When Charles I had been defeated he was brought to trial by the Rump Parliament so-called because it had been sitting for such a long time and was found guilty of being defeated in a war against himself, which was, of course, a form of High Treason. He was therefore ordered by Cromwell to go and have his head cut off (it was, the Roundheads pointed out, the wrong shape, anyway). So wromantic was Charles, however, that this made little difference to him and it is very memorable that he walked and talked Half an hour after his Head was cut off.

On seeing this, Cromwell was so angry that he picked up the mace (the new and terrible Instrument of Government which he had invented) and, pointing it at the Head, shouted: `Take away that Marble,’ and announced that his policy in future would be just Blood and Ironclads. In order to carry out this policy he divided the country into twelve districts and set a Serjeant-Major over each of them.

Rule of the Serjeant-Majors

Nothing sickened the people of the rule of the Serjeant Majors so much as their cruel habit of examining little boys viva-voce. For this purpose the unfortunate children were dressed in their most uncomfortable satins and placed on a stool. The Serjeant-Major would then ask such difficult questions as `How’s your Father?’ or `Animal, Vegetable, or Mineral?’ and those who could not answer were given a cruel medicine called Pride’s Purge. All this was called the Crommonwealth and was right but repulsive.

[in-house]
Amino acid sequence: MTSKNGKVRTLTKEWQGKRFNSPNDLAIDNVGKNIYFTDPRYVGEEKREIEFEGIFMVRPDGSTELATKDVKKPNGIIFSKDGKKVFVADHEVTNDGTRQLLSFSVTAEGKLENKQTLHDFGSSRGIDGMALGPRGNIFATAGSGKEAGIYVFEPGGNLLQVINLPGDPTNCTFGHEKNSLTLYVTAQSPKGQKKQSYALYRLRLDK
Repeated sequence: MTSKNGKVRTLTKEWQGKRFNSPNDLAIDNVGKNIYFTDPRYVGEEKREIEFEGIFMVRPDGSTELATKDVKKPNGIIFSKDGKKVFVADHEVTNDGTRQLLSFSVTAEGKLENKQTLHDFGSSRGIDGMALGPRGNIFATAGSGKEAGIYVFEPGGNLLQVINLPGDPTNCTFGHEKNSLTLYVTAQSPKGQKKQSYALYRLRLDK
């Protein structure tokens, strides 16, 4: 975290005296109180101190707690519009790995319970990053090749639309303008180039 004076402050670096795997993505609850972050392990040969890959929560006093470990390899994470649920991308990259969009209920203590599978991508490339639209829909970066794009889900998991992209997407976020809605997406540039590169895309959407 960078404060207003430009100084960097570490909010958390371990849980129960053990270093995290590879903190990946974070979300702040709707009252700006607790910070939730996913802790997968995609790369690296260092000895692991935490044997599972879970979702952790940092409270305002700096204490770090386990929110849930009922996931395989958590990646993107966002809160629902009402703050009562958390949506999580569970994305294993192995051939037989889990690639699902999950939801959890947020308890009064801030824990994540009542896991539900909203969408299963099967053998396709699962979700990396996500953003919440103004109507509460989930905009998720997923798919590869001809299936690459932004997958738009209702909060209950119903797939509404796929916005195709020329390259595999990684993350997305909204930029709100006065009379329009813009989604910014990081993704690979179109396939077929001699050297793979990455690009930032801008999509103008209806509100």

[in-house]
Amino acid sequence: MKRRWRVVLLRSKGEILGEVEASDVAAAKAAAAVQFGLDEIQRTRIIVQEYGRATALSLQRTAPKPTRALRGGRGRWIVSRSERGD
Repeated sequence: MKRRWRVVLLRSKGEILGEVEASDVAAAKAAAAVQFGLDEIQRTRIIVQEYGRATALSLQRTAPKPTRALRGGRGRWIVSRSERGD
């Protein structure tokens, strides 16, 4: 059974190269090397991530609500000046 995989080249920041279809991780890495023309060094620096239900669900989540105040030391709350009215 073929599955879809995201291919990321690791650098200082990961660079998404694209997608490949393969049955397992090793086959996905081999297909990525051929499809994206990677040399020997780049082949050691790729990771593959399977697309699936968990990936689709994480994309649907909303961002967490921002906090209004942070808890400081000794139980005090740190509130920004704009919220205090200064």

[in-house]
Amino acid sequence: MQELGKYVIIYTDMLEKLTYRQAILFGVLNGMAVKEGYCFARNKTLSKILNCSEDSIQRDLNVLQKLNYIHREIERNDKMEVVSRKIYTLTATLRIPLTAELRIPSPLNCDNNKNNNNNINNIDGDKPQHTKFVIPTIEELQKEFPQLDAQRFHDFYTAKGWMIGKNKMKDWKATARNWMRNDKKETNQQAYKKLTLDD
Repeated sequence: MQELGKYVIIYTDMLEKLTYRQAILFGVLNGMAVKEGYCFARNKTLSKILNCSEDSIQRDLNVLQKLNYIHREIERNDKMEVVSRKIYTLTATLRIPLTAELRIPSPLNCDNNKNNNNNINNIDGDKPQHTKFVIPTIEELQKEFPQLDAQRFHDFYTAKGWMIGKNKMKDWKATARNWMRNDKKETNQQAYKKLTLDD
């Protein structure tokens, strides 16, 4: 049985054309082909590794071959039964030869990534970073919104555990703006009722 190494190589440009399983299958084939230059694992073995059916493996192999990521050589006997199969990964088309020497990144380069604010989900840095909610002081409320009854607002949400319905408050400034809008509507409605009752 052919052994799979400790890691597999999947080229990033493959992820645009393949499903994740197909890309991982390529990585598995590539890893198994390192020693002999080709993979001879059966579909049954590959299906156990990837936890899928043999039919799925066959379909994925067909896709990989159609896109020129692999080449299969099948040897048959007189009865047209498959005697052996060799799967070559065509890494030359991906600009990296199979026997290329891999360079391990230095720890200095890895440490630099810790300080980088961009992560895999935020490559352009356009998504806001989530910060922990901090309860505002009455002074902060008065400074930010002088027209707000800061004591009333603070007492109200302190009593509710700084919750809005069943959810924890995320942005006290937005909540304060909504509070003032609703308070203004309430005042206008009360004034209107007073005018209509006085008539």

The Crowning Mercy

The Roundheads at length decided to offer Cromwell the Crown. Cromwell, however, was unwilling and declared it was a Crowning Mercy when he found that it would not fit, having been designed for a Cavalier King.

Soon after, Cromwell died of a surfeit of Pride, Purges, Warts, and other Baubles.

Charles II was always very merry and was therefore not so much a king as a Monarch. During the civil war he had rendered valuable assistance to his father’s side by hiding in all the oak-trees he could find. He was thus very wromantic and popular and was able after the death of Cromwell to descend to the throne. After that he stopped being arboreal.